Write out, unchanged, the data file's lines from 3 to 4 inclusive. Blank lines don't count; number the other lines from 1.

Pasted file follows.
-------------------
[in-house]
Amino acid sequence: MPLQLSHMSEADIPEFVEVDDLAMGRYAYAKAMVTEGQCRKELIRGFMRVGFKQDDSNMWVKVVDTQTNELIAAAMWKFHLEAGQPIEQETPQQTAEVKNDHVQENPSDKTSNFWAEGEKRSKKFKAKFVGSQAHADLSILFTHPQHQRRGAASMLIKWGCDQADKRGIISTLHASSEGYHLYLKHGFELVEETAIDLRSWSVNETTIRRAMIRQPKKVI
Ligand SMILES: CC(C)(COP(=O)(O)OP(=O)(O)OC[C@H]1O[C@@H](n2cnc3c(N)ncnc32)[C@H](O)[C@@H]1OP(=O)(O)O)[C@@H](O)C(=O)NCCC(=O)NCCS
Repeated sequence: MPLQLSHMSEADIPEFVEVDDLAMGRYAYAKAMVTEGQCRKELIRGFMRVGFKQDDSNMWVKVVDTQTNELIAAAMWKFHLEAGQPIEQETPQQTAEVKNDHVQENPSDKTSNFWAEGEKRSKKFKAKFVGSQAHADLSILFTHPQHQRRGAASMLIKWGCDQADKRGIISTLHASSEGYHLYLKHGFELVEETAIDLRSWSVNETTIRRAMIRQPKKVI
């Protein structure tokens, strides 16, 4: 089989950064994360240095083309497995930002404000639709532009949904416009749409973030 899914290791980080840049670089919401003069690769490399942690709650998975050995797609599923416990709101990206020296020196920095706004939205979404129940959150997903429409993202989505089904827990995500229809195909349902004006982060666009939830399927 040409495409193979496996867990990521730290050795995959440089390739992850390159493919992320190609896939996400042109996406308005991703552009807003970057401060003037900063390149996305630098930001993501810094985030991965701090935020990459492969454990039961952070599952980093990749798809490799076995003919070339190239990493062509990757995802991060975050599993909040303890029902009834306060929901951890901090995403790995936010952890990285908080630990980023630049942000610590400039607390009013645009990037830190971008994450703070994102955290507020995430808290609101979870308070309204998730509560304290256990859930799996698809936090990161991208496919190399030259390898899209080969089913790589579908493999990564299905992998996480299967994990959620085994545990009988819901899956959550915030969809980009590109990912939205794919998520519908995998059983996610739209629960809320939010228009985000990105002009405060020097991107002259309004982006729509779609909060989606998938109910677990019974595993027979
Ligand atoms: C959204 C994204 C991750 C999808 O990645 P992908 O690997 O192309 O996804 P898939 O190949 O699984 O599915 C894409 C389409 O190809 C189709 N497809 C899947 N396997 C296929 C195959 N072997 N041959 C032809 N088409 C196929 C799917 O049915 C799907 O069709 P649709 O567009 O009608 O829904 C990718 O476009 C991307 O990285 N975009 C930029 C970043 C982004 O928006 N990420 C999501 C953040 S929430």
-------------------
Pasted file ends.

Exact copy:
Ligand SMILES: CC(C)(COP(=O)(O)OP(=O)(O)OC[C@H]1O[C@@H](n2cnc3c(N)ncnc32)[C@H](O)[C@@H]1OP(=O)(O)O)[C@@H](O)C(=O)NCCC(=O)NCCS
Repeated sequence: MPLQLSHMSEADIPEFVEVDDLAMGRYAYAKAMVTEGQCRKELIRGFMRVGFKQDDSNMWVKVVDTQTNELIAAAMWKFHLEAGQPIEQETPQQTAEVKNDHVQENPSDKTSNFWAEGEKRSKKFKAKFVGSQAHADLSILFTHPQHQRRGAASMLIKWGCDQADKRGIISTLHASSEGYHLYLKHGFELVEETAIDLRSWSVNETTIRRAMIRQPKKVI